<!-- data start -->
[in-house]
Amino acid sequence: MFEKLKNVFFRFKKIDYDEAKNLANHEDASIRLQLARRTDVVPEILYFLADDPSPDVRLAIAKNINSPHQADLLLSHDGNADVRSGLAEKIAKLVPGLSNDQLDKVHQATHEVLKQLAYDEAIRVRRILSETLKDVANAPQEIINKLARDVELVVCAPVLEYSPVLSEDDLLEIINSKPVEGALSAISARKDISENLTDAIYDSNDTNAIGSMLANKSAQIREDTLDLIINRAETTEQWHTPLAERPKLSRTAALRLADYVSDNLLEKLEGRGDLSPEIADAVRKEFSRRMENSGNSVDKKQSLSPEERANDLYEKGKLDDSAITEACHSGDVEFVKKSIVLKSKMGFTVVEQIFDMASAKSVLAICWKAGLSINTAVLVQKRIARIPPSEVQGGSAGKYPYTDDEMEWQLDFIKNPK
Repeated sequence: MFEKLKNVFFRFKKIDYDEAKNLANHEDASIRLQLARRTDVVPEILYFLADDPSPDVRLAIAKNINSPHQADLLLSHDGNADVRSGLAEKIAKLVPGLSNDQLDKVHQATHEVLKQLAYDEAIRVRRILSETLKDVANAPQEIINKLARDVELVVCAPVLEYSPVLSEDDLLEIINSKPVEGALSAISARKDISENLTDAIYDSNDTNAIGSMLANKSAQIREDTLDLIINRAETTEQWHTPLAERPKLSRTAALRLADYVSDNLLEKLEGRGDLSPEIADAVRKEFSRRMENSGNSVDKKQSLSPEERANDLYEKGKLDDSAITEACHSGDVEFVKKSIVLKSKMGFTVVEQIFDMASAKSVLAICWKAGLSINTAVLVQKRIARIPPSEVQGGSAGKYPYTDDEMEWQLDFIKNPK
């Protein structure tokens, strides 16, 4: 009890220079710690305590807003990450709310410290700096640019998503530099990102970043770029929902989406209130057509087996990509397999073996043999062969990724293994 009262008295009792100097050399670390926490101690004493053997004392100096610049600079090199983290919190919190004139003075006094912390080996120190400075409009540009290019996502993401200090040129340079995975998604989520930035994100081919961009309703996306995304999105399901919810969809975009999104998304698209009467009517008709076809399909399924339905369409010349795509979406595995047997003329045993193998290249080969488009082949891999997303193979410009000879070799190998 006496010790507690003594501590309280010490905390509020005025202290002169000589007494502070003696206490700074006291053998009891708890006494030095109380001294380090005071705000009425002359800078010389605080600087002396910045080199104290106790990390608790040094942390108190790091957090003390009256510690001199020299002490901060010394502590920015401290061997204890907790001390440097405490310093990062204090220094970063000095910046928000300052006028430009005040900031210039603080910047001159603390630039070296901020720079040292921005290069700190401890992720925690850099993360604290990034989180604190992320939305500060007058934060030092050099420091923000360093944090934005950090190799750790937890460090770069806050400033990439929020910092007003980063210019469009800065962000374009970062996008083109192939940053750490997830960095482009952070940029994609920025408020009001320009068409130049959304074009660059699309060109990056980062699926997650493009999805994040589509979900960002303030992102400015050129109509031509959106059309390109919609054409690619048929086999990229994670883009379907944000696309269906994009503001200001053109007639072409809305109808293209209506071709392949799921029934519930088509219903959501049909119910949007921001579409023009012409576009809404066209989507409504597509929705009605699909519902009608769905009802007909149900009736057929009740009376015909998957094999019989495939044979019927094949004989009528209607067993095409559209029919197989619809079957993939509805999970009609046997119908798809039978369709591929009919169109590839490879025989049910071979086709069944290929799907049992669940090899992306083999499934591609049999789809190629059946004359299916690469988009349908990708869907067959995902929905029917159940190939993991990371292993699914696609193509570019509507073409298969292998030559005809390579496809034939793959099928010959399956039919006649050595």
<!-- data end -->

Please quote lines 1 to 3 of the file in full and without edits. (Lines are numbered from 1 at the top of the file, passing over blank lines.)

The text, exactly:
[in-house]
Amino acid sequence: MFEKLKNVFFRFKKIDYDEAKNLANHEDASIRLQLARRTDVVPEILYFLADDPSPDVRLAIAKNINSPHQADLLLSHDGNADVRSGLAEKIAKLVPGLSNDQLDKVHQATHEVLKQLAYDEAIRVRRILSETLKDVANAPQEIINKLARDVELVVCAPVLEYSPVLSEDDLLEIINSKPVEGALSAISARKDISENLTDAIYDSNDTNAIGSMLANKSAQIREDTLDLIINRAETTEQWHTPLAERPKLSRTAALRLADYVSDNLLEKLEGRGDLSPEIADAVRKEFSRRMENSGNSVDKKQSLSPEERANDLYEKGKLDDSAITEACHSGDVEFVKKSIVLKSKMGFTVVEQIFDMASAKSVLAICWKAGLSINTAVLVQKRIARIPPSEVQGGSAGKYPYTDDEMEWQLDFIKNPK
Repeated sequence: MFEKLKNVFFRFKKIDYDEAKNLANHEDASIRLQLARRTDVVPEILYFLADDPSPDVRLAIAKNINSPHQADLLLSHDGNADVRSGLAEKIAKLVPGLSNDQLDKVHQATHEVLKQLAYDEAIRVRRILSETLKDVANAPQEIINKLARDVELVVCAPVLEYSPVLSEDDLLEIINSKPVEGALSAISARKDISENLTDAIYDSNDTNAIGSMLANKSAQIREDTLDLIINRAETTEQWHTPLAERPKLSRTAALRLADYVSDNLLEKLEGRGDLSPEIADAVRKEFSRRMENSGNSVDKKQSLSPEERANDLYEKGKLDDSAITEACHSGDVEFVKKSIVLKSKMGFTVVEQIFDMASAKSVLAICWKAGLSINTAVLVQKRIARIPPSEVQGGSAGKYPYTDDEMEWQLDFIKNPK